The highlighted blue outline shows the route you must take to enter Playalinda Beach from Titusville; Route 406 will take you across the bridge and all the way to the beach. Image Credit: Google Maps

The highlighted blue outline shows the route you must take to enter Playalinda Beach from Titusville; Route 406 will take you across the bridge and all the way to the beach. Image Credit: Google Maps

HOW TO GET TO PORT CANAVERAL:  Take SR-528 or the “Beachline” as it is commonly known as from the west, AIA from the east (A1A turns into SR-528 if you’re coming from Cocoa Beach).  Take ‘”Exit A North Terminals” and follow the road (Route 401) across the small drawbridge and around the curve which brings you behind the port.  On the left side of the road is where you can watch the launch from.  Best part?  It’s free!  Space is limited, so arrive early.  you can also skip the port all together and watch the launch from the grassy field areas along the SR-528 Bennett Causeway, just keep an eye out for other people and vehicles parked along the waters edge.

The blue highlighted area represents the SR-528 Bennett Causeway viewing area as well as Exit A into Port Canaveral taking Route 401 behind the port for launch viewing. The white circled areas represent the appropriate launch viewing areas. Image Credit: Google Maps

The blue highlighted area represents the SR-528 Bennett Causeway viewing area as well as Exit A into Port Canaveral taking Route 401 behind the port for launch viewing. The white circled areas represent the appropriate launch viewing areas. Image Credit: Google Maps

The Kennedy Space Center Visitor Complex is offering guests prime viewing from the Apollo / Saturn-V Center on a first-come, first-serve basis.  The location lies roughly the same distance from SLC-41 as Playalinda Beach, and offers the public the best view of the launch other than Playalinda Beach.  From Playalinda you would be on the beach, from the Apollo / Saturn-V Center on KSC property you would be seated in the same stands where VIP’s used to watch the space shuttles launch from.  The Kennedy Space Center Visitor Complex opens at 9am EST, and additional viewing opportunities will be available at the Visitor Complex itself, although that location is not ideal for watching any rocket launch.  Call 866-737-5235 for more information.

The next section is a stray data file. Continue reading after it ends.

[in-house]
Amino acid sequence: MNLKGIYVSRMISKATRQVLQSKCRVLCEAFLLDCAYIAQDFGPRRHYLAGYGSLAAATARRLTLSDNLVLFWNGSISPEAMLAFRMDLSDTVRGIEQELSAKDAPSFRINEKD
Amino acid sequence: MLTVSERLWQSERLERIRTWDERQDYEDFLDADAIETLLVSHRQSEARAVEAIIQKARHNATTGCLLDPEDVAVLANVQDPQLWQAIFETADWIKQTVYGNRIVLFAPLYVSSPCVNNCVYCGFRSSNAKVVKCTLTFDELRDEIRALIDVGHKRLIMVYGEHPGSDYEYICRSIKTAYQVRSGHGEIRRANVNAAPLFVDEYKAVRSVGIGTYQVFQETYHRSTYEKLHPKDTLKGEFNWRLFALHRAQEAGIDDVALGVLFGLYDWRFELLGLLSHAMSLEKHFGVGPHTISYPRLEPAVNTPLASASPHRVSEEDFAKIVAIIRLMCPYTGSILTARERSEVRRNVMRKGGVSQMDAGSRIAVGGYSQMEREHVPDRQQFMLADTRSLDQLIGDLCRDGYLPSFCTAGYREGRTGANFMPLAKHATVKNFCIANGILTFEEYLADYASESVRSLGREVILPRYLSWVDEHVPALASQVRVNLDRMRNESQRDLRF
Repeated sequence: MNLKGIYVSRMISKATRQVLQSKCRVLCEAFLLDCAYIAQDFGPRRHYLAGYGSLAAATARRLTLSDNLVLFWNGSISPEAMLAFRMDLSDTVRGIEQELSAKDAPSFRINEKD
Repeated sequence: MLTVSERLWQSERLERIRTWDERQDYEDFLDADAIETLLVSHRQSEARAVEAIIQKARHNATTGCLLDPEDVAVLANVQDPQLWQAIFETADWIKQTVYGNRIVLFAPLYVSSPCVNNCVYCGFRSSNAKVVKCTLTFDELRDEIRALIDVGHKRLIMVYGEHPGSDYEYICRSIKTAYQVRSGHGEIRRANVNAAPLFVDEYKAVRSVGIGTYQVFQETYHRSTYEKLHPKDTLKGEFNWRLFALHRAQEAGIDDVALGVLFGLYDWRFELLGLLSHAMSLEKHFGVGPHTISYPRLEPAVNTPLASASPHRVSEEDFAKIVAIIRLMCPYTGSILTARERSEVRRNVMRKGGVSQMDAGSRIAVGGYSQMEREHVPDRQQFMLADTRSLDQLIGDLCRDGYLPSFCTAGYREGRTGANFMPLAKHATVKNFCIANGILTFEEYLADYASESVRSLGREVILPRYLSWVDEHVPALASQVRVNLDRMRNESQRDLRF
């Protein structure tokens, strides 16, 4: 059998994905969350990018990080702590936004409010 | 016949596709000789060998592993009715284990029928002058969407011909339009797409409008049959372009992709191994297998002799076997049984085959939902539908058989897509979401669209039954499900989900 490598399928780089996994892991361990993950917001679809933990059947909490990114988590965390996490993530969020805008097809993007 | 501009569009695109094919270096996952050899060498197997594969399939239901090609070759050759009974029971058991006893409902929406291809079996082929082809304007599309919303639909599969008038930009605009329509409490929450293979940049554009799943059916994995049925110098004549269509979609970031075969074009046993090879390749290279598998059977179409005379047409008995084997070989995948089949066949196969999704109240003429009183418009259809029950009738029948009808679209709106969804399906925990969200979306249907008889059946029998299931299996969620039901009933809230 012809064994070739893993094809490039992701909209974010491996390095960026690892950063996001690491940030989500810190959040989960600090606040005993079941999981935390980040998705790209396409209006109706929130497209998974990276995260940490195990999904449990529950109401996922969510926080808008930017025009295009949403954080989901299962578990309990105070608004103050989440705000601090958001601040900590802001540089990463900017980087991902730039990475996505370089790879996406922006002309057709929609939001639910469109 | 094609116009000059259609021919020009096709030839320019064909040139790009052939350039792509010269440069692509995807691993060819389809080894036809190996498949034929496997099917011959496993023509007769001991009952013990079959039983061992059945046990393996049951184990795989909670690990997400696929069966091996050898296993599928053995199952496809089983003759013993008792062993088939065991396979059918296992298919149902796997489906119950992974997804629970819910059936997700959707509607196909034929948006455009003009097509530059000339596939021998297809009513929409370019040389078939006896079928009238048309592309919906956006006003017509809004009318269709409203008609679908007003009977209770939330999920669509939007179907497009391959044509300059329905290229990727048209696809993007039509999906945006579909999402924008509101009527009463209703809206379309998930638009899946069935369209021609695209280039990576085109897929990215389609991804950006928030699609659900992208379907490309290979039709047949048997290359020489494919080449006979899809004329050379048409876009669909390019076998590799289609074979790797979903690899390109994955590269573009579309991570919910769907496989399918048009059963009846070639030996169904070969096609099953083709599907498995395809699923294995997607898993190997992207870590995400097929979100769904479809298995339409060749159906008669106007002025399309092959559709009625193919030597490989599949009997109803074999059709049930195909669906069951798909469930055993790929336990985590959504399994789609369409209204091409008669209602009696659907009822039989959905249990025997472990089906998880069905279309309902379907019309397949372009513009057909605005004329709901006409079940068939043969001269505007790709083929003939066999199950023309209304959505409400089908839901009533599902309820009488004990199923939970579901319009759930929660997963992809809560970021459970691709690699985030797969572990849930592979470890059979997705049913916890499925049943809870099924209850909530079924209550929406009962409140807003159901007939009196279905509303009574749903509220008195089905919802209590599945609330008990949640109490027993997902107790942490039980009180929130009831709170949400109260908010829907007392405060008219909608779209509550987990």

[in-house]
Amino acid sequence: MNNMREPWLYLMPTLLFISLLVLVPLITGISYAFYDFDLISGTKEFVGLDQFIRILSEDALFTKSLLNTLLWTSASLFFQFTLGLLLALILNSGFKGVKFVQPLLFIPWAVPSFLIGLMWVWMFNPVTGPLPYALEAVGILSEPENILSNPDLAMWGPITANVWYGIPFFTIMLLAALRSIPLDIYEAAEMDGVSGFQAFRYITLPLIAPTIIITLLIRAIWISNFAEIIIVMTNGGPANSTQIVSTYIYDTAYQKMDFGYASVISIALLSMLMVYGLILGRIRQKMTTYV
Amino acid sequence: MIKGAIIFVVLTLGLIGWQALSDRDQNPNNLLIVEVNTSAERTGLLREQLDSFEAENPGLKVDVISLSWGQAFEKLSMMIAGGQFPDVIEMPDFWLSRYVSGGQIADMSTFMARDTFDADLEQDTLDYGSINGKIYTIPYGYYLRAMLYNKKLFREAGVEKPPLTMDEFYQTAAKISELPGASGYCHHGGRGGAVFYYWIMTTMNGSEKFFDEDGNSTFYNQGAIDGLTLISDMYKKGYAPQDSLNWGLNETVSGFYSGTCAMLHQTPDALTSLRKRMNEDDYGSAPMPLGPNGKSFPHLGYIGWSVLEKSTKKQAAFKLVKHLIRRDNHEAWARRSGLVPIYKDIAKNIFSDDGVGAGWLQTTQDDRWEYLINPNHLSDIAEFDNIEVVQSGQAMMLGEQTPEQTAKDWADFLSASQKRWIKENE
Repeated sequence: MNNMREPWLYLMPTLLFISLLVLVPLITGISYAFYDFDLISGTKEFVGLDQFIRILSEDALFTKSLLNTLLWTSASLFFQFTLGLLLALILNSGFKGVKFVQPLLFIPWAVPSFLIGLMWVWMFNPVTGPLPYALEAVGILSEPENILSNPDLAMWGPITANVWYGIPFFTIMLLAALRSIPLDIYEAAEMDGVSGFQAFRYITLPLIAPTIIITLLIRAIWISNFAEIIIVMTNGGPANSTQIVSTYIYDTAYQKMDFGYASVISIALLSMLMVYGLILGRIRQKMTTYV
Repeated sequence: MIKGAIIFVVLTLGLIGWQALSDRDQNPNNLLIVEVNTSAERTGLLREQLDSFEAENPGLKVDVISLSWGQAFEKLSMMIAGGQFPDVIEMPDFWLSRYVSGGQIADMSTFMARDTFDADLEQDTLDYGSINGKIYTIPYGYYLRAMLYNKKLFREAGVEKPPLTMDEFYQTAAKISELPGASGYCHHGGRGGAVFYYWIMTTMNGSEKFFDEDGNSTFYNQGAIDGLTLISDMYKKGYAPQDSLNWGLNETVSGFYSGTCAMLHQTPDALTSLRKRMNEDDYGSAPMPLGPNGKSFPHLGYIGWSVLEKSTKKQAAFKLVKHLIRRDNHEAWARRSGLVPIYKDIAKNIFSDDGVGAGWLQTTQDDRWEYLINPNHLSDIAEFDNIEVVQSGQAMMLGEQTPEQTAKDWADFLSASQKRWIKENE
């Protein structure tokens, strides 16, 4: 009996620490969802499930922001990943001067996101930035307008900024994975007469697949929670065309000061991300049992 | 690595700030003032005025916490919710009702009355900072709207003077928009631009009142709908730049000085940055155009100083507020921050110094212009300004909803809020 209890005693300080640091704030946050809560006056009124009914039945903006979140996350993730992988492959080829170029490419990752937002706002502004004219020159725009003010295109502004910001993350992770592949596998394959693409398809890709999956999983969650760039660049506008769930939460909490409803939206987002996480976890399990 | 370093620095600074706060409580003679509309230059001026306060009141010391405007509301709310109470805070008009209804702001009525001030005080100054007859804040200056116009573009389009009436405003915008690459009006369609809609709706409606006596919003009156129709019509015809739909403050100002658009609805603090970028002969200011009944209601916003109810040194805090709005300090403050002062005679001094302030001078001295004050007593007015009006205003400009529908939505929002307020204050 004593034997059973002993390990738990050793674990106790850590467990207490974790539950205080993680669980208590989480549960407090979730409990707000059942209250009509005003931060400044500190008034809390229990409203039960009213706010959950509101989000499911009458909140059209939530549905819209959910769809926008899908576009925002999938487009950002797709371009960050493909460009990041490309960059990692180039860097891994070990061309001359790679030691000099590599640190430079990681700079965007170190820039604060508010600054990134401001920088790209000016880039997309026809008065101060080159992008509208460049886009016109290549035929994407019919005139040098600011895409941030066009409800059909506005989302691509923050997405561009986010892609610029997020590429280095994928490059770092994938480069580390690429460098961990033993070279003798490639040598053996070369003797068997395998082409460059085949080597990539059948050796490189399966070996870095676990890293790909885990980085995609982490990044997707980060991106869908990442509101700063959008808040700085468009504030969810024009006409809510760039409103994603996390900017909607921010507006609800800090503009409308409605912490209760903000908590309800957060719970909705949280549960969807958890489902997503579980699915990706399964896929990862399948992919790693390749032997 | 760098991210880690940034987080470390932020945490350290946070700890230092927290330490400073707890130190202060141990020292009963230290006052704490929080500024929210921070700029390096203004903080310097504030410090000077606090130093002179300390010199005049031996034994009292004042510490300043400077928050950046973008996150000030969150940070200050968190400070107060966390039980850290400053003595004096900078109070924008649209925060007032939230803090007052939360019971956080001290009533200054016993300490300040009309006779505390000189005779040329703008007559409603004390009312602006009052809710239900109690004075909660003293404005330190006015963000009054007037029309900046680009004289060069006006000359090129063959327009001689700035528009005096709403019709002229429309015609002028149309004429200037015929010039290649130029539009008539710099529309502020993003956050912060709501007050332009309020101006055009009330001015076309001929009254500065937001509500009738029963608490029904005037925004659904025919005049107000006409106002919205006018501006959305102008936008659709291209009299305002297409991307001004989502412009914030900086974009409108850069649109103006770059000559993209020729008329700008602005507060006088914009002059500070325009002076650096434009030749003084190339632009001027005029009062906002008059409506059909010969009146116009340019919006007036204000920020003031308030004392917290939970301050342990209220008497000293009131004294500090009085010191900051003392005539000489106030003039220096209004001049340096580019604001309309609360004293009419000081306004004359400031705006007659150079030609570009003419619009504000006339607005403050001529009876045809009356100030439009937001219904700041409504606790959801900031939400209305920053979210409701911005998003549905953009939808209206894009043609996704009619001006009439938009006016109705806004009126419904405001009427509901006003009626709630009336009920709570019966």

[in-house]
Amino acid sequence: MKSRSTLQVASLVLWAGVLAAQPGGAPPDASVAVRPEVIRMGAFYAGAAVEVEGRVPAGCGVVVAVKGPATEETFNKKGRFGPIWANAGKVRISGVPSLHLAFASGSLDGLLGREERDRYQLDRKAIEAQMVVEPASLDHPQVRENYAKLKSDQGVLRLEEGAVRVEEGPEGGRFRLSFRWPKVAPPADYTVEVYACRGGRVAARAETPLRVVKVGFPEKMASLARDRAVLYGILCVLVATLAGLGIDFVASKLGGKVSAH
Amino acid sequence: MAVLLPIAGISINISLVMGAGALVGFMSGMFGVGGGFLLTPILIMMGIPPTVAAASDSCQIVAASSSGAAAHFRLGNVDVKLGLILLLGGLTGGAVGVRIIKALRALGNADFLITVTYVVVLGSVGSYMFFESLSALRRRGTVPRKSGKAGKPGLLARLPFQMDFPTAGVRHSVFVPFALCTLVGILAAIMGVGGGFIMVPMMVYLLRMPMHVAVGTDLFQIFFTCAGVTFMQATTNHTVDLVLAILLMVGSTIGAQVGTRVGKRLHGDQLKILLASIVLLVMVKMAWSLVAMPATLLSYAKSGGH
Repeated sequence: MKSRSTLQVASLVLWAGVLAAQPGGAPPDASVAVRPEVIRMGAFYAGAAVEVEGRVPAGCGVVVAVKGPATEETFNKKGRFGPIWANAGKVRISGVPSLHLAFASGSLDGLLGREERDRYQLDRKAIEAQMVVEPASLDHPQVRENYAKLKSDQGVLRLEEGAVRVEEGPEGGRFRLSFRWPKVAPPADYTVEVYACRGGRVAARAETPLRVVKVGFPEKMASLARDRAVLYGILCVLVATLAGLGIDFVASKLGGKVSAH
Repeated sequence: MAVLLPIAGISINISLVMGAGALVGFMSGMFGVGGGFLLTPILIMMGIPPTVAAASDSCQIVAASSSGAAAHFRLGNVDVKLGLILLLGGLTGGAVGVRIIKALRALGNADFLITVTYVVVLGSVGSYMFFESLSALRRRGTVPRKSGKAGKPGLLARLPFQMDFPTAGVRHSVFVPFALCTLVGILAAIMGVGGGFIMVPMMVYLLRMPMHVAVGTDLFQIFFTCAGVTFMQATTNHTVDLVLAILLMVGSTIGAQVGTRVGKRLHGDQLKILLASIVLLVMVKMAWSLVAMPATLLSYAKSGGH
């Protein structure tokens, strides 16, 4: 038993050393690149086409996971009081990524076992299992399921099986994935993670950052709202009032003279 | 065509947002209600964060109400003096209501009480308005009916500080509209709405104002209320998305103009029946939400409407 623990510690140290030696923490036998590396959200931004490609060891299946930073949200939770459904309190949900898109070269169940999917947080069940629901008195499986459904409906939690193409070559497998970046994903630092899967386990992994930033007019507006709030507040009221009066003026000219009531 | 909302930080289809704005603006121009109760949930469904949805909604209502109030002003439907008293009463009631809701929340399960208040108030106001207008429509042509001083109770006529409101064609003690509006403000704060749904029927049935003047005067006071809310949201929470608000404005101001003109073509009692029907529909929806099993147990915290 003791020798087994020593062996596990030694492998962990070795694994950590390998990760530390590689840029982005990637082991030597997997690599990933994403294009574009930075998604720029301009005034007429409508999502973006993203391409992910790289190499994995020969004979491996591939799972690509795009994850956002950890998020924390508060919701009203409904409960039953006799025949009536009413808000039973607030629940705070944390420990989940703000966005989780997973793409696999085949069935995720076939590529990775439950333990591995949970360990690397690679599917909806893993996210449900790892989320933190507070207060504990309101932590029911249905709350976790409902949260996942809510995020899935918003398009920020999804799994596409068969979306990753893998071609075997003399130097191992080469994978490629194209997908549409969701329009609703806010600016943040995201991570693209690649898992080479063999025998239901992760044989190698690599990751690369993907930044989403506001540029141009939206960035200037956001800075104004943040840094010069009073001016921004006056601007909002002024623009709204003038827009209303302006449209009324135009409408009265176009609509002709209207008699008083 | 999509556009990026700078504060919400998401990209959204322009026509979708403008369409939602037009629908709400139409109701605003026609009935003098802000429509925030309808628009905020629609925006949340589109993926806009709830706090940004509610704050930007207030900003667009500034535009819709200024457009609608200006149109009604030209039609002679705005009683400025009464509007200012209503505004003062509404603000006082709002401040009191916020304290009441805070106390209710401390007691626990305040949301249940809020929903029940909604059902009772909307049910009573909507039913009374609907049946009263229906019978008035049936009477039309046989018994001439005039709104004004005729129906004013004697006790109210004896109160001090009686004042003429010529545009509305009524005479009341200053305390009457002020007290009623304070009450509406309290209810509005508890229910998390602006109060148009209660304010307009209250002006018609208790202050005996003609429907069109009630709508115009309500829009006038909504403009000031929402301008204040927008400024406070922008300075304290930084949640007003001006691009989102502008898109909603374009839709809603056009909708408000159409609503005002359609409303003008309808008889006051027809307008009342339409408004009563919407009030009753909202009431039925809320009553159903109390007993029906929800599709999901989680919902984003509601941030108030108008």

Artist concept of AEHF in orbit.  Image Credit: Lockheed Martin

Artist concept of AEHF in orbit. Image Credit: Lockheed Martin

Launch forecasts call for a 60% chance of favorable weather at T-0, with a 40% chance of unfavorable weather on both May 3rd and 4th due to violations of the cumulus clouds and anvil clouds rule.  AEHF-2 will provide top secret communications capabilities to all branches of the U. S. military, Special Forces Command, and Strategic Command as well as critical civilian agencies like the CIA.  The satellite will also serve the highly classified needs of the British, Canadian, and Dutch military.

 

Missions » AEHF » AEHF-2 »